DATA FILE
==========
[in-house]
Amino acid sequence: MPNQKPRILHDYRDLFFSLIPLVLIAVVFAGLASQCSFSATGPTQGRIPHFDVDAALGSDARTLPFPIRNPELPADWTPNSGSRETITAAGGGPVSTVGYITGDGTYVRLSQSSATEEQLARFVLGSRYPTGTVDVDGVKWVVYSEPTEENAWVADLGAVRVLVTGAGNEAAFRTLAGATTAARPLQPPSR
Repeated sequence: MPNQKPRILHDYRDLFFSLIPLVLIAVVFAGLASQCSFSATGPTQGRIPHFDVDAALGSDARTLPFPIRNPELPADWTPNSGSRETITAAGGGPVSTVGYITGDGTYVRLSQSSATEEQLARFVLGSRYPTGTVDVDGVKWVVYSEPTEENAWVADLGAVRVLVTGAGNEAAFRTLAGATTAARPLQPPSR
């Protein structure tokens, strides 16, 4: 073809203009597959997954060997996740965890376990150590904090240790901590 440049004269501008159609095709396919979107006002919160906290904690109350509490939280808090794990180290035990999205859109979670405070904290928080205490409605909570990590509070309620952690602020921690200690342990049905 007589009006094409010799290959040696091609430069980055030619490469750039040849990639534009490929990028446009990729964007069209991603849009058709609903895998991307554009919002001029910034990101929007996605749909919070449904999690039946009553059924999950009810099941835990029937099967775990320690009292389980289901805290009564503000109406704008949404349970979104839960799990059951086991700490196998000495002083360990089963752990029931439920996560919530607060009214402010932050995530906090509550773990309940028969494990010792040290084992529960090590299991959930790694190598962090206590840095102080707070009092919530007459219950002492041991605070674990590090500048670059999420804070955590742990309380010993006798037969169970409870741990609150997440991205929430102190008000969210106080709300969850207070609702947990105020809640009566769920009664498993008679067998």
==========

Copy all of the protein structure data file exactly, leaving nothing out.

[in-house]
Amino acid sequence: MPNQKPRILHDYRDLFFSLIPLVLIAVVFAGLASQCSFSATGPTQGRIPHFDVDAALGSDARTLPFPIRNPELPADWTPNSGSRETITAAGGGPVSTVGYITGDGTYVRLSQSSATEEQLARFVLGSRYPTGTVDVDGVKWVVYSEPTEENAWVADLGAVRVLVTGAGNEAAFRTLAGATTAARPLQPPSR
Repeated sequence: MPNQKPRILHDYRDLFFSLIPLVLIAVVFAGLASQCSFSATGPTQGRIPHFDVDAALGSDARTLPFPIRNPELPADWTPNSGSRETITAAGGGPVSTVGYITGDGTYVRLSQSSATEEQLARFVLGSRYPTGTVDVDGVKWVVYSEPTEENAWVADLGAVRVLVTGAGNEAAFRTLAGATTAARPLQPPSR
């Protein structure tokens, strides 16, 4: 073809203009597959997954060997996740965890376990150590904090240790901590 440049004269501008159609095709396919979107006002919160906290904690109350509490939280808090794990180290035990999205859109979670405070904290928080205490409605909570990590509070309620952690602020921690200690342990049905 007589009006094409010799290959040696091609430069980055030619490469750039040849990639534009490929990028446009990729964007069209991603849009058709609903895998991307554009919002001029910034990101929007996605749909919070449904999690039946009553059924999950009810099941835990029937099967775990320690009292389980289901805290009564503000109406704008949404349970979104839960799990059951086991700490196998000495002083360990089963752990029931439920996560919530607060009214402010932050995530906090509550773990309940028969494990010792040290084992529960090590299991959930790694190598962090206590840095102080707070009092919530007459219950002492041991605070674990590090500048670059999420804070955590742990309380010993006798037969169970409870741990609150997440991205929430102190008000969210106080709300969850207070609702947990105020809640009566769920009664498993008679067998």